by Jerry ElengicalJun 01, 2022
The global design and architectural industry thrive on collaboration and communication. During the last two years or so, when the pandemic hit full swing, indoor confinement became the new normal, physical events took a back seat, and digital attendance became mandatory, resulting in intense knock-on effects on the industry, especially on design fairs and festivals. This year, however, some of the most anticipated fairs made a refreshing, resilient and powerful comeback, visibly better and stronger than their previous editions.
STIR rounds up the best design events that made an impact this year, from the London Design Festival to Milan Design Week’s special edition “Supersalone” and more, all carrying a message of hope, endurance, and a steadfast commitment to creativity and innovation.
Running from May 22 – November 21, 2021, the 17th edition of the Venice Architecture Biennale wowed with its mixed format of physical and virtual programmes, curated by architect and scholar Hashim Sarkis. “We need a new spatial contract. In the context of widening political divides and growing economic inequalities, we call on architects to imagine spaces in which we can generously live together,” said Sarkis, perfectly encapsulating the theme of the biennale, which was delayed twice before because of the coronavirus pandemic.
The theme, “How will we live together” inspired a robust participatory outline and multi-scaled dialogue via exemplary country pavilions, design and architectural exhibitions, talks and technology led events that lit up the city of Venice. STIRring Together, a multi-part series spanned the course of the decorated programme, highlighting inspiring ideas from the international exhibition, the national pavilions, co-habitates and collateral events as poignant and stirring conversations.
The highly anticipated 59th chapter of the Salone del Mobile.Milano made a powerful comeback this year, with a refreshing new hybrid format uniting the physical event with a digital one in Milan, Italy. Rechristened as “Supersalone”, the international design, furniture, and architectural fair took place from September 5-10, 2021, outlined by perseverance, safety, design transversality, innovation, cultural exchange, seamless digital experiences and a commitment to sustainability.
With renowned Italian architect Stefano Boeri as curator and Maria Porro as the first-ever woman elected as President, Milan Design Week 2021 championed inclusivity in design with 423 brands and 50 independent producers displaying their wares across four carefully planned pavilions, an exhibition traversing 170 projects from 48 design schools from the world over and another showcasing 110 ADI’s Compasso d’Oro award-winning chairs, talks and discourses held with and by some of the most influential figures on the creative scene today, as well as 200 trees from Forestami growing into the physical venue.
Beginning with aplomb from October 1, 2021 and on show till March 31, 2022, the vastly decorated programme of Expo 2020 Dubai was a spectacle-driven affair, showing off Dubai as the new smart city of the future. With 192 freestanding country pavilions, and other special themed ones, entertainment, dining and cultural programmes, the Expo this year has been the most ambitious yet. From the Calatrava-designed UAE pavilion inspired both by the traditional Bedouin tent and falcon, the national bird of the UAE, to the biophilic, self-sustaining design of the Dutch Biotope, and the Al Wasl Plaza domed centrepiece, the Expo plans to retain at least 80 per cent of its infrastructure once it is over, augmented with other functional spaces to transform into a mini liveable city.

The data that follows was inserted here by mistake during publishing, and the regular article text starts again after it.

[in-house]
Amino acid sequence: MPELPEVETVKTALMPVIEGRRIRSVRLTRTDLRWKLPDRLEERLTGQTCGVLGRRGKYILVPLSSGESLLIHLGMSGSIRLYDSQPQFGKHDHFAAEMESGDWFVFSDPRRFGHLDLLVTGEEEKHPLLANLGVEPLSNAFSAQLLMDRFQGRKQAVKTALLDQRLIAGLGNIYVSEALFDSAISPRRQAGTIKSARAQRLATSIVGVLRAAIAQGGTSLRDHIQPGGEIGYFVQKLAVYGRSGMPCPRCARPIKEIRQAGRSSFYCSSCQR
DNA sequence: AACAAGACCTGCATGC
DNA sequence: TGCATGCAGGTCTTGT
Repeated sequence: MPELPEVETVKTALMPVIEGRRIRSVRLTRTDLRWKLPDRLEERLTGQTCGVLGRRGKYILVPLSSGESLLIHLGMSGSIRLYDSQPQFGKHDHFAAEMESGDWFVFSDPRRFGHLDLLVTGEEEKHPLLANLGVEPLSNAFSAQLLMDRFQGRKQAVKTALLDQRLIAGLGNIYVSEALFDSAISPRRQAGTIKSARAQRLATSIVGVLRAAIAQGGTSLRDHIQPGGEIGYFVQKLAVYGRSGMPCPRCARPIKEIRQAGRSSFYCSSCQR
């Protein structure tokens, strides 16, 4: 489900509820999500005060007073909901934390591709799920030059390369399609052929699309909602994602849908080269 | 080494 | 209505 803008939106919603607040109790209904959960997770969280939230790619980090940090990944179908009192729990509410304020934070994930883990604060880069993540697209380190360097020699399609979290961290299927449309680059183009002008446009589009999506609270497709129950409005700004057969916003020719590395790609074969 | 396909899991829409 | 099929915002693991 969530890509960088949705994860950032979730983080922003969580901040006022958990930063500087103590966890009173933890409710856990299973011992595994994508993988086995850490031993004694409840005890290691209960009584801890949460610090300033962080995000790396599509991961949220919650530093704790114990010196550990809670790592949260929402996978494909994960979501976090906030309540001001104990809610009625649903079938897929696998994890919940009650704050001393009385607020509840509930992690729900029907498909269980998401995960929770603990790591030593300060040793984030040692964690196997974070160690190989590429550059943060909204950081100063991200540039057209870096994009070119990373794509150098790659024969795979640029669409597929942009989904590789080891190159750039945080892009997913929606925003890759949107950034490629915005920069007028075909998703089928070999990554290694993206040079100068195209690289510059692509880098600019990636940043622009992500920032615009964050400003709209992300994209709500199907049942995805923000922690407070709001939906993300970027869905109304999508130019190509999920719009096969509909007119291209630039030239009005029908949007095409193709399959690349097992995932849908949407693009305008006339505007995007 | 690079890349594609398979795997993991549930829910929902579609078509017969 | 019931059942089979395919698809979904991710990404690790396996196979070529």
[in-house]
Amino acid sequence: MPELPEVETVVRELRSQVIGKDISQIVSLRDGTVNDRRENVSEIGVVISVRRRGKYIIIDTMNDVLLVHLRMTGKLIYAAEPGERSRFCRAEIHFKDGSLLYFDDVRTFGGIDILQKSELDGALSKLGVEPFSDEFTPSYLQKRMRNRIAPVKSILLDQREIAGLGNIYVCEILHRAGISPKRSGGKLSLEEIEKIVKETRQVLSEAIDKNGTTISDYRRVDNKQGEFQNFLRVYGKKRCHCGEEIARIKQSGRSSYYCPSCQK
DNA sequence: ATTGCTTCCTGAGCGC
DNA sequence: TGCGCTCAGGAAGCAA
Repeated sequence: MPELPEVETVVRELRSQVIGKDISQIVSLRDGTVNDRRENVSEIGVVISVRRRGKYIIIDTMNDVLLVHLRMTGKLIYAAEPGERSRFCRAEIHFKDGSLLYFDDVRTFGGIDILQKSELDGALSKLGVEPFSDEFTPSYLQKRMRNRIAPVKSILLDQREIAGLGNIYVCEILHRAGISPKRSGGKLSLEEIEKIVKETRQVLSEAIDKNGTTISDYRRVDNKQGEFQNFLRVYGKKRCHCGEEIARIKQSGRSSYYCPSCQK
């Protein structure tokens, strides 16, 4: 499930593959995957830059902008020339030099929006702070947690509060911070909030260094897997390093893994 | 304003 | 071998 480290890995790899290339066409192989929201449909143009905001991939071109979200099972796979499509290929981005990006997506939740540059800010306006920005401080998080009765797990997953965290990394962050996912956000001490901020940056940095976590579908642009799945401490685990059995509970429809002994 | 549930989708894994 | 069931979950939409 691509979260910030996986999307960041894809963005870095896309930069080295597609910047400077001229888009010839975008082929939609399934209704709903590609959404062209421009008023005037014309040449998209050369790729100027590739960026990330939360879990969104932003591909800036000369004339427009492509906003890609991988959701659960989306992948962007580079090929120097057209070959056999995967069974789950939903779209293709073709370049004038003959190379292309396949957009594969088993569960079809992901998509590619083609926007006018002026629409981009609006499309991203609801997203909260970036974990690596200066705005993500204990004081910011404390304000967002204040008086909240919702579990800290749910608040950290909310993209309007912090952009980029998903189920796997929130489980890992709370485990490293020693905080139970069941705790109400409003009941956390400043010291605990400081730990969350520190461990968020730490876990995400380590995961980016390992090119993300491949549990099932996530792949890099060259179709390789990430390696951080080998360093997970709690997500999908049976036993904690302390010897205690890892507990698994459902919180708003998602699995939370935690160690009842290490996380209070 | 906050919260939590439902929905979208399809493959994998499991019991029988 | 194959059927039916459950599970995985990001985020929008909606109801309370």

September 18 - 26, 2021 boasted of a more robust series of installations, exhibitions and displays such as the immersive Medusa by Tin Drum and Sou Fujimoto at the Victoria and Albert Museum and Mellifera, the swirling, 3D-printed bioplastic beehives conceived by Arthur Mamou-Mani. The British capital transformed itself to highlight its residents’ diverse and inclusive creative spirit.
“Cultural and creative activity is a powerful tool to help reignite the city and kick-start London’s economy. London Design Festival will provide the public and visitors with an opportunity to take to the streets to discover new pockets of London, and find works by leading designers and emerging talent, while enjoying all that the city has to offer,” Ben Evans CBE, London Design Festival Director said.
A global stage for world-leading contemporary design and design-led innovation, creativity and research, the third edition of LDB took place at Somerset House from June 1-25, 2021. Es Devlin, the biennale's artistic director, chose “Resonance” as its theme, for which up to 50 countries and territories responded with their interactive installations and powerful presentations. “Design is involved in everything,” she says, “and I think what we have realised as designers is that we need to be working to the parameters of what the earth can take. I think we are recognising that, if we don’t do that, the future won't look kindly upon us”.
A viridescent picture of trees, birdsong, and music graces the courtyard of Somerset House to welcome visitors to the event. Called Forest for Change, the miniature woodland landscape designed by Devlin is a highlight feature - the 'Global Goals Pavilion' - among the myriad international pavilions and installations decorating the historic venue. Putting forth a powerful, moving statement to combat climate change, the pavilion means to collect voices from all across society to craft a compelling message, a plea for the world to recognise and make strides towards the United Nations’ 17 Sustainable Development Goals for 2030.